A jury found Michael Jackson‘s doctor guilty of involuntary manslaughter in the 2009 death of the King of Pop.
Dr. Conrad Murray appeared stone-faced as the verdict was read Monday in a Los Angeles courtroom. The 58-year-old doctor, who is to be sentenced November 29, is facing up to four years in prison. He could also lose his medical license.
Jackson‘s sister LaToya screamed out upon hearing the verdict, while his crying mother, Katherine, was consoled by her son, Jermaine Jackson.
Murray‘s supporters looked somber over the news, with one shaking her head back and forth, mouthing the word “no.”
Jackson fans who had gathered outside the courtroom burst into applause and cheered as the verdict, “Guilty!,” was announced.
The decision was reached after less than nine hours of deliberation. The prosecution asked for Murray to be remanded into custody immediately. “He is now a convicted felon,” prosecutor David Walgren said.
Defense lawyer Ed Chernoff argued that he is not danger to the community before Murray was escorted out of the courtroom by the Sheriff.
Jackson died on June 25, 2009. The complete story of his death finally emerged during the six-week trial. It was the tale of a tormented genius on the brink of what might have been his greatest triumph with one impediment standing in his way — extreme insomnia.
Testimony came from medical experts, household employees and Murray‘s former girlfriends, among others.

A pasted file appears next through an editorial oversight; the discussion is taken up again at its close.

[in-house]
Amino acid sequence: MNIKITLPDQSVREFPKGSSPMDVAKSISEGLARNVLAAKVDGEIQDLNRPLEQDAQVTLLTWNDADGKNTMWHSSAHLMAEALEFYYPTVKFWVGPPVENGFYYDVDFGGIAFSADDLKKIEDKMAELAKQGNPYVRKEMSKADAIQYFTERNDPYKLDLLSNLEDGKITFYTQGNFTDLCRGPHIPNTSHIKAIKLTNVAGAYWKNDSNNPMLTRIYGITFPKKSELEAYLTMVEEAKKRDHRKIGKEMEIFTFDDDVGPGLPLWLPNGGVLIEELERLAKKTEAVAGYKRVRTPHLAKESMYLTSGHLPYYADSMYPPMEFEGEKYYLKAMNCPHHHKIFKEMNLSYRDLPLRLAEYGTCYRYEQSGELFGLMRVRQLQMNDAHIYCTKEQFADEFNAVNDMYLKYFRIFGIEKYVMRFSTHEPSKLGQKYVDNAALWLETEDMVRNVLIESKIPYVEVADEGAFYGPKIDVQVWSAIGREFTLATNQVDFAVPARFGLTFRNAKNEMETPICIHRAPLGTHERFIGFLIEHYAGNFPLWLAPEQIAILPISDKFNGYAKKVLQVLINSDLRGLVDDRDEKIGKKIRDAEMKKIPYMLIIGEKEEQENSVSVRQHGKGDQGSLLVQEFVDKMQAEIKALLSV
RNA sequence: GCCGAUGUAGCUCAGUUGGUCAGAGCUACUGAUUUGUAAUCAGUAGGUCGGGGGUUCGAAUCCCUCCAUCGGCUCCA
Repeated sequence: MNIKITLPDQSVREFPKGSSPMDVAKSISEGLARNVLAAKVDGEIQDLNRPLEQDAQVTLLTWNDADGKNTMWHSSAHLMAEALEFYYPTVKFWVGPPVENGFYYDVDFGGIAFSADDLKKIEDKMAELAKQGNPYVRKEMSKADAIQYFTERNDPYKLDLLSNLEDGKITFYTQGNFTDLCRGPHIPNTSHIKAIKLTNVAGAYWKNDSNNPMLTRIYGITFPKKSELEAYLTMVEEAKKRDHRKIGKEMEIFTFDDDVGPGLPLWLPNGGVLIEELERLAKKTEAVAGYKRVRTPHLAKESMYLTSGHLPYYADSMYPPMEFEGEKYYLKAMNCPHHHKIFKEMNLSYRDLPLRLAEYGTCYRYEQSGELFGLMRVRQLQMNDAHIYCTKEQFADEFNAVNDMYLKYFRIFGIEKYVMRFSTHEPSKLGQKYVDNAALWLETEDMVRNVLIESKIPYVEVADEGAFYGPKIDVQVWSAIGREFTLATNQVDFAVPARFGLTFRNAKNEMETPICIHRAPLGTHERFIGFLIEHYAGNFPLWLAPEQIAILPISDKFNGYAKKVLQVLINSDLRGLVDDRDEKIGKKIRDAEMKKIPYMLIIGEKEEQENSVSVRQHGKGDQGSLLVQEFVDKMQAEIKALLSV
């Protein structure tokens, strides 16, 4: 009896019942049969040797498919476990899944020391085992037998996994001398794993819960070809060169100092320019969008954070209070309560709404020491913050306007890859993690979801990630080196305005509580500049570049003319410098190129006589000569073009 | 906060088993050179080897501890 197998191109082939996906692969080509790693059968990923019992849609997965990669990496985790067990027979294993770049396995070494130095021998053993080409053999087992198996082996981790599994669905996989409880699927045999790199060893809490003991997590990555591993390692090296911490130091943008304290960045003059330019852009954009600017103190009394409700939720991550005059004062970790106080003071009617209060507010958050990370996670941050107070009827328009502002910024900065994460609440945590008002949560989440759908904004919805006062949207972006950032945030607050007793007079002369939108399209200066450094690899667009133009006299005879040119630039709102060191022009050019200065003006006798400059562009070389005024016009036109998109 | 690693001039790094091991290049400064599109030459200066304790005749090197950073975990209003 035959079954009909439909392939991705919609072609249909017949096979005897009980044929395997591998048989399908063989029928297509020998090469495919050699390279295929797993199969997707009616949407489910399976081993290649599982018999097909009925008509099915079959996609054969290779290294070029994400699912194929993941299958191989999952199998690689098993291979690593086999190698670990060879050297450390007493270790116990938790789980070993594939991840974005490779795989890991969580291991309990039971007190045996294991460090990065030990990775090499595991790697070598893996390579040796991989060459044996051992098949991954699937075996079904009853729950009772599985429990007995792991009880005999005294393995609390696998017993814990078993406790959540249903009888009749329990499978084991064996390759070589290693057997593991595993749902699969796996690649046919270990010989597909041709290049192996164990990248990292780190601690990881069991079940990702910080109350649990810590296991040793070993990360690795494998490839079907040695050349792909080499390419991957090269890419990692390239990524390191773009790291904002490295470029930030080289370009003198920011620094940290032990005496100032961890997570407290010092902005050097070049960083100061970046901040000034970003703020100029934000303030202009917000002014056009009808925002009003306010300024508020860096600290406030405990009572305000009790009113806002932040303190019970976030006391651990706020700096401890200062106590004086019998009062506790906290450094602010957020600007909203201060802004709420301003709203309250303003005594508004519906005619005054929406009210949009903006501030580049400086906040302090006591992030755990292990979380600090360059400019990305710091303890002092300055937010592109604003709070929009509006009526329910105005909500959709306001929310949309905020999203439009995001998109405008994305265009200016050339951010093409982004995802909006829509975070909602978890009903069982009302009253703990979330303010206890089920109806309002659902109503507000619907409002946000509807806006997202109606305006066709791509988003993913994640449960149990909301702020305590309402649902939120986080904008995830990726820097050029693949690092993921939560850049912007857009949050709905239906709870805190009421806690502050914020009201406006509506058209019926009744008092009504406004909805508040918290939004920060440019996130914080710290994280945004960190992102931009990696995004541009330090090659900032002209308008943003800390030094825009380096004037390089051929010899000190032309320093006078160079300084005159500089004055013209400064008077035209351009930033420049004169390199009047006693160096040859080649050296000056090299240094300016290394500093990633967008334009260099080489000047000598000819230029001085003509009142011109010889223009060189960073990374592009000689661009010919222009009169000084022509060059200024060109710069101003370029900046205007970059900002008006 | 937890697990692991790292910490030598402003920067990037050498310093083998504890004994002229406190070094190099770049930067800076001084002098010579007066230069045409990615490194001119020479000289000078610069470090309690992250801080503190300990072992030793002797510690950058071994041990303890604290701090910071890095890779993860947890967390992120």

The most shocking moments, however, came when prosecutors displayed a large picture of Jackson‘s gaunt, lifeless body on a hospital gurney and played the sound of his drugged, slurred voice, as recorded by Murray just weeks before the singer’s death.
Jackson talked about plans for a fantastic children’s hospital and his hope of cementing a legacy larger than that of Elvis Presley or The Beatles.
“We have to be phenomenal,” he said about his “This Is It” concerts in London. “When people leave this show, when people leave my show, I want them to say, `I’ve never seen nothing like this in my life. Go. Go. I’ve never seen nothing like this. Go. It’s amazing. He’s the greatest entertainer in the world.”‘
Throughout the trial, Jackson family members watched from the spectator gallery, fans gathered outside with signs and T-shirts demanding, “Justice for Michael,” and an international press corps broadcast reports around the world. The trial was televised and streamed on the Internet.
Prosecutors portrayed Murray as an incompetent doctor who used the anesthetic propofol without adequate safeguards and whose neglect left Jackson abandoned as he lay dying.
Murray‘s lawyers sought to show the doctor was a medical angel of mercy with former patients vouching for his skills. Murray told police from the outset that he gave Jackson propofol and other sedatives as the star struggled for sleep to prepare for his shows. But the doctor said he administered only a small dose on the day Jackson died.
Lawyers for Murray and a defense expert blamed Jackson for his own death, saying the singer gave himself the fatal dose of propofol while Murray wasn’t watching. A prosecution expert said that theory was crazy.
Murray said he had formed a close friendship with Jackson, never meant to harm him and couldn’t explain why he died.
The circumstances of Jackson‘s death at the age of 50 were as bizarre as any chapter in the superstar’s sensational life story.
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